The reason that, viewed from the perspective of an ‘ecology of ideas’, food has such evocative power, and that phrasing ideas in the language of food may help them spread and gain relevance, is that food touches on most elements that make up daily life: health, livelihood, agriculture, science, spirituality, trade. The more such linkages are allowed to persist, the more these elements remain seen as integral parts of the food system, and the greater the power of food to help new ideas connect to an existing ecology and take root.

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Lashak-makh. A field of rye, barley, pea, grass pea, lentil and faba bean. A mess, traditional ecological knowledge, or something else? Photo by F. van Oudenhoven.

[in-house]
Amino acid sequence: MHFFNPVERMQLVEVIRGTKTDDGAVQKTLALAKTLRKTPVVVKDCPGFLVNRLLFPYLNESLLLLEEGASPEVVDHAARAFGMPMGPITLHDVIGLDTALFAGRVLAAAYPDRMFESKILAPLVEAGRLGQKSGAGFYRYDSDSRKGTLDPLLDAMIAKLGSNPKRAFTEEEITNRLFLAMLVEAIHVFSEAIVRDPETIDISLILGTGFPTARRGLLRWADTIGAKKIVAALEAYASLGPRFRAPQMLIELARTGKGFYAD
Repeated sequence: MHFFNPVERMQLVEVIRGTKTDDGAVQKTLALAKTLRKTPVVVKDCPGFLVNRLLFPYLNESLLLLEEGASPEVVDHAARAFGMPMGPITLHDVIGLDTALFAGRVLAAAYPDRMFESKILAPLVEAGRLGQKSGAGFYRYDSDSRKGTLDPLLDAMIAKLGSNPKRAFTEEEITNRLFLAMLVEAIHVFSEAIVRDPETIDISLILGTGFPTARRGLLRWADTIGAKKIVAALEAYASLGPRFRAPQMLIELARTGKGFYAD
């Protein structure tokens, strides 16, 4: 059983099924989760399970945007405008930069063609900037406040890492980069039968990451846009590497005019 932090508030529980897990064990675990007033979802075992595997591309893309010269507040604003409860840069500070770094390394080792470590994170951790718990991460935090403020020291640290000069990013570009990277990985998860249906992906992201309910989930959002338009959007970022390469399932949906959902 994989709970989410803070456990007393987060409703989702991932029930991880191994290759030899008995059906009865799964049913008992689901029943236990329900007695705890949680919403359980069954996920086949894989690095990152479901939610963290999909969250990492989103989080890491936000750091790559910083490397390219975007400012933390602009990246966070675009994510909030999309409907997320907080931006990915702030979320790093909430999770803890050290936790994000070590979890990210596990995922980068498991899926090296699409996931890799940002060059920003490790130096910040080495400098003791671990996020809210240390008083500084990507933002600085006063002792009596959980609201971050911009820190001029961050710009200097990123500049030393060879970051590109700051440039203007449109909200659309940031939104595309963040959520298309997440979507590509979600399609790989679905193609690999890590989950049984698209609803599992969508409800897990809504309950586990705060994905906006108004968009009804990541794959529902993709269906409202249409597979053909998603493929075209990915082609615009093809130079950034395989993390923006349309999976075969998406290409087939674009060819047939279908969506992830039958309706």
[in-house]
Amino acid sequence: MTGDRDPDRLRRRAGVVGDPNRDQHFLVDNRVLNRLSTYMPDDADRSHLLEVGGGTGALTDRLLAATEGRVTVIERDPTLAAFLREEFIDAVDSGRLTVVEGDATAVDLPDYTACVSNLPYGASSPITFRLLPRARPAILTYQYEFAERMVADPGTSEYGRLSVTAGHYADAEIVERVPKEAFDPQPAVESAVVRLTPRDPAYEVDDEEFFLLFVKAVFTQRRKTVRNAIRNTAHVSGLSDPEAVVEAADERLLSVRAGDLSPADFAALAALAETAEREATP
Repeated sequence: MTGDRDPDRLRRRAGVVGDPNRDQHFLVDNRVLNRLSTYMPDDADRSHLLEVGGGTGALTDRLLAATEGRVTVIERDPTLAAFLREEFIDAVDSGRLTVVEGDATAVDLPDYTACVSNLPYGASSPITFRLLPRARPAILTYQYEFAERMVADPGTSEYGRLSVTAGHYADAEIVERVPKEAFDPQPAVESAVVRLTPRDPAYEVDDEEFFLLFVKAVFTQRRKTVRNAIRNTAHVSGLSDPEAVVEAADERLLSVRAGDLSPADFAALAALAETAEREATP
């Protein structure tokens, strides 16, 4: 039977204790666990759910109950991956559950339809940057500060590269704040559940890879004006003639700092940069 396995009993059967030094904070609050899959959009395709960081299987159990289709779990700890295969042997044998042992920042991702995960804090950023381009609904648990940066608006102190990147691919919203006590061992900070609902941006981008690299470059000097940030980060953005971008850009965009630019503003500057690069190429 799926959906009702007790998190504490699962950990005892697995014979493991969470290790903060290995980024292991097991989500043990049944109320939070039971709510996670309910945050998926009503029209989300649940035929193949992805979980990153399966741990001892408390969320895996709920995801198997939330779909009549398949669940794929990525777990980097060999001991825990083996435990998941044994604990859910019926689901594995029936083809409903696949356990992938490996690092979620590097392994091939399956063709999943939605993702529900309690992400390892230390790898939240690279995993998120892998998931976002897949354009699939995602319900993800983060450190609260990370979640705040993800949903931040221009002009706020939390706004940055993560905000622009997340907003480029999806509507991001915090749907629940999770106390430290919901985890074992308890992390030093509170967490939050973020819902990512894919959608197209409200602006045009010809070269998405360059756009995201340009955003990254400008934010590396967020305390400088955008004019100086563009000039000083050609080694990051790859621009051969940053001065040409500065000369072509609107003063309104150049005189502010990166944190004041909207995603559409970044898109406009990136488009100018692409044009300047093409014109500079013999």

Yet unfortunately this is not usually the way development programmes introduce their ideas (or their seeds). The way in which the organisations and donors behind these programmes are organised requires that the building blocks of human life be compartmentalised into sectors that can be managed within the framework of projects: productivity, income generation, health, culture, thereby severing the same linkages that make food such a holistic and overarching concept. Imagine how an improved seed variety, designed for monoculture, would fare in the colourful chaos of a field of lashak-makh? It would not survive its difficult soils without a substantial dose of fertiliser, or competition from other plants without the use of herbicides. The agricultural system must change if the newly introduced seed is to succeed; it must be compartmentalised. And so the seed becomes divorced from the soil and the traditional practices that connect farming and communities, such as seed saving and selection. It will no longer have its place in prayer, in food and in social networks of exchange—the very things that give a local seed its relevance and that enable it to adapt to changes in its environment and culture.